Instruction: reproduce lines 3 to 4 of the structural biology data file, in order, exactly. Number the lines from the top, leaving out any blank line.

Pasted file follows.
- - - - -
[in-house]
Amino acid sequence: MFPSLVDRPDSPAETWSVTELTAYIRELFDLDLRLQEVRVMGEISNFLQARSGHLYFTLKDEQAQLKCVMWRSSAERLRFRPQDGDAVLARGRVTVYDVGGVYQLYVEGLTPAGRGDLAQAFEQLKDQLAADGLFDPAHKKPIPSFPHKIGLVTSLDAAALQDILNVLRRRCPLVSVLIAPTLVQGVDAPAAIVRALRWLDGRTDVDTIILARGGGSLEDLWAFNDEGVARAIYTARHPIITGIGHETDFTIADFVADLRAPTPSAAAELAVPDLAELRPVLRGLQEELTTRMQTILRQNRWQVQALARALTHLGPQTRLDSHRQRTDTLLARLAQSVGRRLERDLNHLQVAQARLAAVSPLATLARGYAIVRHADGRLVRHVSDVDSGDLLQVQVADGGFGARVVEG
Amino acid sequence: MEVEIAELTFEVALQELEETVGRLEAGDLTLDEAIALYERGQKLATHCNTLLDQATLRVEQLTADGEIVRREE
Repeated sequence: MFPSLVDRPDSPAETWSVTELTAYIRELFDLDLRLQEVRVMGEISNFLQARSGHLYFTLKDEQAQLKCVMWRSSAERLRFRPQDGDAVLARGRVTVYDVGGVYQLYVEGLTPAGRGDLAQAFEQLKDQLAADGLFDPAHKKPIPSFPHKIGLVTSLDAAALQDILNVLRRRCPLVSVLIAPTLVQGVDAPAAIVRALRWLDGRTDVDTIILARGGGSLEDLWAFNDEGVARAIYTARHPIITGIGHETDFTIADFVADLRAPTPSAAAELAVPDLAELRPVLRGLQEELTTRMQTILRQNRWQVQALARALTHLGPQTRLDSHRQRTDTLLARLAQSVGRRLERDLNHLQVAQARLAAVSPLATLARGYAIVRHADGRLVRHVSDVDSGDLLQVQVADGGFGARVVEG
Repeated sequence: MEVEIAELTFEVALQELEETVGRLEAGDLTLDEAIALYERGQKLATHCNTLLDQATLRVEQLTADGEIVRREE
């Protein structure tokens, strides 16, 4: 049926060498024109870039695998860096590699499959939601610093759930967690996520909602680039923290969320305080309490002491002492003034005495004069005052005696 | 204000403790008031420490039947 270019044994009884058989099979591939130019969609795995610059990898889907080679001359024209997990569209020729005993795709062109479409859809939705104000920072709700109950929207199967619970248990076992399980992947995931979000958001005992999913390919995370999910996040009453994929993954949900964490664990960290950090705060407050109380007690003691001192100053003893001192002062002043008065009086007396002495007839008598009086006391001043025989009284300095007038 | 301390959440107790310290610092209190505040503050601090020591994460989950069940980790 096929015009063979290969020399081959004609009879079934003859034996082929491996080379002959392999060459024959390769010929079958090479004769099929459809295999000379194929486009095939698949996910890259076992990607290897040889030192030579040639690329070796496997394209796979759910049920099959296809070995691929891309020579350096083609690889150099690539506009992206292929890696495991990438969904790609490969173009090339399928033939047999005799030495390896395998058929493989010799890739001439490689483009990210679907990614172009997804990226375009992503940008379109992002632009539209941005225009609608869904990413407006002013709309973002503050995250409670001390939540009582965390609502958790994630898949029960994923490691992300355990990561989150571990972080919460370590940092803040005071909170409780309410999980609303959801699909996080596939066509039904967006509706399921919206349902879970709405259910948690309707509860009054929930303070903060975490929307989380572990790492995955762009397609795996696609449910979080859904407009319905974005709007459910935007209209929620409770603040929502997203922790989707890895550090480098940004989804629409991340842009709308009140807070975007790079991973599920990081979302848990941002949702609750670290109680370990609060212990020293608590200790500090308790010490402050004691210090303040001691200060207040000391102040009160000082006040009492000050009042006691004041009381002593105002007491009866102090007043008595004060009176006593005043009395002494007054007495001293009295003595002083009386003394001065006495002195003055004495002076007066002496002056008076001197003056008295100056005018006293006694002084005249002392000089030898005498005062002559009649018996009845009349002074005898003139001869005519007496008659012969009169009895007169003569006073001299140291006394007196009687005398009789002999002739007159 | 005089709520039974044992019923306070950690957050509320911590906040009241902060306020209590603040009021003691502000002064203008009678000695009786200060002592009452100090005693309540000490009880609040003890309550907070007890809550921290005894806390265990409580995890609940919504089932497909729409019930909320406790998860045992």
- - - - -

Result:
Amino acid sequence: MEVEIAELTFEVALQELEETVGRLEAGDLTLDEAIALYERGQKLATHCNTLLDQATLRVEQLTADGEIVRREE
Repeated sequence: MFPSLVDRPDSPAETWSVTELTAYIRELFDLDLRLQEVRVMGEISNFLQARSGHLYFTLKDEQAQLKCVMWRSSAERLRFRPQDGDAVLARGRVTVYDVGGVYQLYVEGLTPAGRGDLAQAFEQLKDQLAADGLFDPAHKKPIPSFPHKIGLVTSLDAAALQDILNVLRRRCPLVSVLIAPTLVQGVDAPAAIVRALRWLDGRTDVDTIILARGGGSLEDLWAFNDEGVARAIYTARHPIITGIGHETDFTIADFVADLRAPTPSAAAELAVPDLAELRPVLRGLQEELTTRMQTILRQNRWQVQALARALTHLGPQTRLDSHRQRTDTLLARLAQSVGRRLERDLNHLQVAQARLAAVSPLATLARGYAIVRHADGRLVRHVSDVDSGDLLQVQVADGGFGARVVEG